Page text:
The Song gets us close enough to their love to be warmed by its fire, but not close enough to get burned.

I write poetry off and on, and I can tell you: that’s really, really hard to do.  It’s a lofty goal worthy of a really great Christian poet.

****

You asked:

> Is it your position that anything found in Scripture, anything attributed to or endorsed by
> God, should inform our manner of speech?

I don’t think I’d want to just say yes to this without some elaboration.  “Inform” is the point of difficulty.  If you mean, should we take what God has said into account, then obviously, yes.  If you mean, can we say it, then definitely maybe, depending on what it was, and the circumstances, and who we are.

Yeah, I know — not helpful.  Let me try to clarify.

Proverbs gives a number of guidelines for wise speech.  One of the signal ones is in 26:4-5, which requires answering a fool without getting sucked into his folly, but also answering him in a way that does not permit him to be wise in his own eyes.  If we want a look at what sort of talk does this, there are a few places where wisdom personified talks to a fool, notably 1:22-33 and 8:1-36.  If you’re going to follow the advice that Solomon gives to his sons, i.e., apply 26:4-5, you’re going to have to speak wisely to fools.  On the evidence, that includes some pretty rough language.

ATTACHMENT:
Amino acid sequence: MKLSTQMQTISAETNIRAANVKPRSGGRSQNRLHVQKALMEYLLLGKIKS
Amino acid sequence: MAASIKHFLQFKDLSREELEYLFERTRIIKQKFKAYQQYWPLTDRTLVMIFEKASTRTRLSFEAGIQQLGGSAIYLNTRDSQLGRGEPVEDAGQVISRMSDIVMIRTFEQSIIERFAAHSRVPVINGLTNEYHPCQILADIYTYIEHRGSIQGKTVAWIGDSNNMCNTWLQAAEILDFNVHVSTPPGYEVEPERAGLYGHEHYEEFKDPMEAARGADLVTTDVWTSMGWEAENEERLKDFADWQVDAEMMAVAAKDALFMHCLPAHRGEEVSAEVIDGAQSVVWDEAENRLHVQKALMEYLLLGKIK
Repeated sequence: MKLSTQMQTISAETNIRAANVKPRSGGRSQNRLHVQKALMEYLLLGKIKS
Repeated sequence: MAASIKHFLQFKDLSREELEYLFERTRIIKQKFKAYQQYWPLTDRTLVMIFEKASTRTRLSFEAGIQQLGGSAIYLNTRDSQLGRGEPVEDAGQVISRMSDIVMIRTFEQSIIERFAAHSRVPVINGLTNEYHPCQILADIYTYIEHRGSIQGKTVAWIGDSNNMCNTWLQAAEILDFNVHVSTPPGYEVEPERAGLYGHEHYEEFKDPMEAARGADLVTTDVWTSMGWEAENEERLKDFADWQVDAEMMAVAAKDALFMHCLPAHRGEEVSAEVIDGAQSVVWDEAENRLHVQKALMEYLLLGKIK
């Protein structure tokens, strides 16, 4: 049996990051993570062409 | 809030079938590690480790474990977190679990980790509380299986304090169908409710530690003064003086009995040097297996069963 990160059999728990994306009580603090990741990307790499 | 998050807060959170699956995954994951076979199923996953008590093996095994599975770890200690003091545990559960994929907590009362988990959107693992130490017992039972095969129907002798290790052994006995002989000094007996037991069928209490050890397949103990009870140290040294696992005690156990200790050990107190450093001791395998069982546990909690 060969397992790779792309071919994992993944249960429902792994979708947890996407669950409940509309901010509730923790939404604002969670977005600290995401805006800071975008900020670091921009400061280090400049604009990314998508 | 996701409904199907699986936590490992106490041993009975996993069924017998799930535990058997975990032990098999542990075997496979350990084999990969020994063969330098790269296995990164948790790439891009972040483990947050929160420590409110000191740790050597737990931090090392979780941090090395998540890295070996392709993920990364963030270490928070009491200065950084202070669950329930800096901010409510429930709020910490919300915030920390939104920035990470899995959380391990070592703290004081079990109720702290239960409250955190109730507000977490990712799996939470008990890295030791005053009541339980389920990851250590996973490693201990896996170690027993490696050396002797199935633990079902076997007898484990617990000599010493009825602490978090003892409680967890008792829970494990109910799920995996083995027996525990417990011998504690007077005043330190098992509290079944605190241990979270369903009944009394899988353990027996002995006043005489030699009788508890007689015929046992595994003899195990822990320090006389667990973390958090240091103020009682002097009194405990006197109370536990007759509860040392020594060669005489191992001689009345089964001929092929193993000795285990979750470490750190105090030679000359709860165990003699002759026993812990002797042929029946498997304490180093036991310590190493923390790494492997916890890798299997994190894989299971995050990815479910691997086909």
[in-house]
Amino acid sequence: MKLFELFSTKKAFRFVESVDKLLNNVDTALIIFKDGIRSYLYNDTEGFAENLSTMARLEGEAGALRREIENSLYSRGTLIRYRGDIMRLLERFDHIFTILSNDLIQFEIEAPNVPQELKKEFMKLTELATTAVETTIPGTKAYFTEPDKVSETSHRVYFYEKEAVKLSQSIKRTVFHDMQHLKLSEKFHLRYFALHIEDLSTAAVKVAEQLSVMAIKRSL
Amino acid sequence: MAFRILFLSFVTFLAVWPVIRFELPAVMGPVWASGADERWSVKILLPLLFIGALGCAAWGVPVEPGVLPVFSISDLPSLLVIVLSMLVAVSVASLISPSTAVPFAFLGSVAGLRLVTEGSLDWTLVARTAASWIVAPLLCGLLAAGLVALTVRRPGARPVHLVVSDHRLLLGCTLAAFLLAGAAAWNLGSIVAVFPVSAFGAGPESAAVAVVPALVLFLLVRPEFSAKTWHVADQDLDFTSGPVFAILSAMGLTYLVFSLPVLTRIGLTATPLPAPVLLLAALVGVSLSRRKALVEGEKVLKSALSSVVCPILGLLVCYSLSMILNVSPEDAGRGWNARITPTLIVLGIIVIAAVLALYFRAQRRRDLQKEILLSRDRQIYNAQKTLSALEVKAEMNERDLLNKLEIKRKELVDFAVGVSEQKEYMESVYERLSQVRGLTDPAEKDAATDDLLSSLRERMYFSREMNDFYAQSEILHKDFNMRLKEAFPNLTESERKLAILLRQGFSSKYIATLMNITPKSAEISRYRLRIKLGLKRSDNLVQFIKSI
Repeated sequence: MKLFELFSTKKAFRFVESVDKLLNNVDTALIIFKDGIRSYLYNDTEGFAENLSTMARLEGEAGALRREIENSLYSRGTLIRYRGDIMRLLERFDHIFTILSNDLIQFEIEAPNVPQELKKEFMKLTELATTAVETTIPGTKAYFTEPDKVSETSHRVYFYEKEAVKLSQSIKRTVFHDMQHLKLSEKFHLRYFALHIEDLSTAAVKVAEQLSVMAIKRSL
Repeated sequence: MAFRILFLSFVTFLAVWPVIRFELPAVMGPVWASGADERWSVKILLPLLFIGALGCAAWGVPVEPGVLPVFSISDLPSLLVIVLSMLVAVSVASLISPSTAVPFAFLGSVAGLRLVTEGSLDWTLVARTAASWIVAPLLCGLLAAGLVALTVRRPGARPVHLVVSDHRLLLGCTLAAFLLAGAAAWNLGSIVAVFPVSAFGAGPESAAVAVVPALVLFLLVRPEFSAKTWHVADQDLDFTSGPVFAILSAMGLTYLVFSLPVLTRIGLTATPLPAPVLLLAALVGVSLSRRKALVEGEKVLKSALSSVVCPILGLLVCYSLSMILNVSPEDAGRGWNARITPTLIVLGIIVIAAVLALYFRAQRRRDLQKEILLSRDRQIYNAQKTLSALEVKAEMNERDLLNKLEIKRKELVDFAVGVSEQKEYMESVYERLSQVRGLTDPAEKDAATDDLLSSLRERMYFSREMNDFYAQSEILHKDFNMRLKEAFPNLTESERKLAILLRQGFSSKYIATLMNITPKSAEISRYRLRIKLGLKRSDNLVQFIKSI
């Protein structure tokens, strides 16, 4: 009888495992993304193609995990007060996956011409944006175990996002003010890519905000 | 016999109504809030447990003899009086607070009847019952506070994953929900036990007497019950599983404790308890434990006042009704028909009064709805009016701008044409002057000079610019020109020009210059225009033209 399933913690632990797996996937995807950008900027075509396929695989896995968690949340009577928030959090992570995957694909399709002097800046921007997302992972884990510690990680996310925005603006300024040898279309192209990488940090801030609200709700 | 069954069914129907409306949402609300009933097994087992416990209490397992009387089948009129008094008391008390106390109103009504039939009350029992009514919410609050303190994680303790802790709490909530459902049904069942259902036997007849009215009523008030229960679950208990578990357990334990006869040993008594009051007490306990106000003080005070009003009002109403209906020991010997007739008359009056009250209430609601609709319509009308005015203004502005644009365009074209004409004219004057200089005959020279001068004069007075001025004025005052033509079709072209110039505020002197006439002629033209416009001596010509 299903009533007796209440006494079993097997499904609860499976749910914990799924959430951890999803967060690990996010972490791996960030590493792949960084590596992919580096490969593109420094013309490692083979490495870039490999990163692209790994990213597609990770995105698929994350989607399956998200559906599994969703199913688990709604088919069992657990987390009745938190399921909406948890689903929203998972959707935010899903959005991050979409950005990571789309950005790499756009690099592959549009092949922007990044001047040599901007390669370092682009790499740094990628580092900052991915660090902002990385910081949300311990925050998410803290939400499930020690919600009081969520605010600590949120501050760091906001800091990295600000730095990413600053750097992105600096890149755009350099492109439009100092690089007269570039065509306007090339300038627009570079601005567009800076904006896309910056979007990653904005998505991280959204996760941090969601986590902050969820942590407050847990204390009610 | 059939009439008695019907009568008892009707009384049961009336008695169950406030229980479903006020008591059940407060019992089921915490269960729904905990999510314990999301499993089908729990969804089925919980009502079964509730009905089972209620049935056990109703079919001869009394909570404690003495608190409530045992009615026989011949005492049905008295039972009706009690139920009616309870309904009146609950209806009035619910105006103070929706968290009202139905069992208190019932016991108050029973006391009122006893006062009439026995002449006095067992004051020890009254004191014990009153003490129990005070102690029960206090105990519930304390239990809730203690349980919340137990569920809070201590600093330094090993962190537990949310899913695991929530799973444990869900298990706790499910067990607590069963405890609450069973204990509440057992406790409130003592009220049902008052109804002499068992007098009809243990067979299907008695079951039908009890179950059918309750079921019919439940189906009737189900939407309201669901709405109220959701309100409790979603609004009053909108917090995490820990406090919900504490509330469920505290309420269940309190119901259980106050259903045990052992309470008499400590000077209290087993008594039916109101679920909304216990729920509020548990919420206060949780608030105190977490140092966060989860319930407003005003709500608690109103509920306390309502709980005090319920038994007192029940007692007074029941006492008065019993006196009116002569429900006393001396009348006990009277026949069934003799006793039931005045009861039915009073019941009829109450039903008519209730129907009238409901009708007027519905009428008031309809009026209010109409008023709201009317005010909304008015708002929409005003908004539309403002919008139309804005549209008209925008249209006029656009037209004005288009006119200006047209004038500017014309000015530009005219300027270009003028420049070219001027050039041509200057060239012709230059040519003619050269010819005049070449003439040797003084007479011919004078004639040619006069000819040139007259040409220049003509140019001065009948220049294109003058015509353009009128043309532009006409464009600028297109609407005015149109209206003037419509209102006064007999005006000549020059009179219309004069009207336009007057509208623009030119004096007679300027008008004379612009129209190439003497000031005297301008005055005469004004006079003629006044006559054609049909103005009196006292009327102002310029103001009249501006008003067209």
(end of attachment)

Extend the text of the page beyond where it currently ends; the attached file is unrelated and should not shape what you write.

Sinking our roots deeper into Proverbs, we find that an important facet of wise speech is ridicule: “As a door turns on its hinges, so turns a lazy man upon his bed.”  It makes sinners look ridiculous — and this is not slanderous, but true, because sin really is that ridiculous.  The thing about this mode of expression is that the lazy fool can’t deny the validity of the comparison — once the image is in his head, he can’t ‘un-see’ it — and he is no longer wise in his own eyes.  This is exactly the point.

Vividness enters in other ways.  If I’m addressing, say, a bunch of high school boys on sexual purity, Proverbs 7:6-27 looks like a good place to go.  The passage is extremely vivid; the movie version would be a very disturbing montage of sex and violence.  It’s meant to be that, and it should be presented vividly — I’m not faithful to the passage if I do any less.  But if I really present that passage as vividly as it deserves, I’m gonna get a bunch of angry phone calls from parents.

The first question to entertain is this: Must we present these passages?
If so, then the second question: Are we free to present them in a way that blunts the force that God put into them?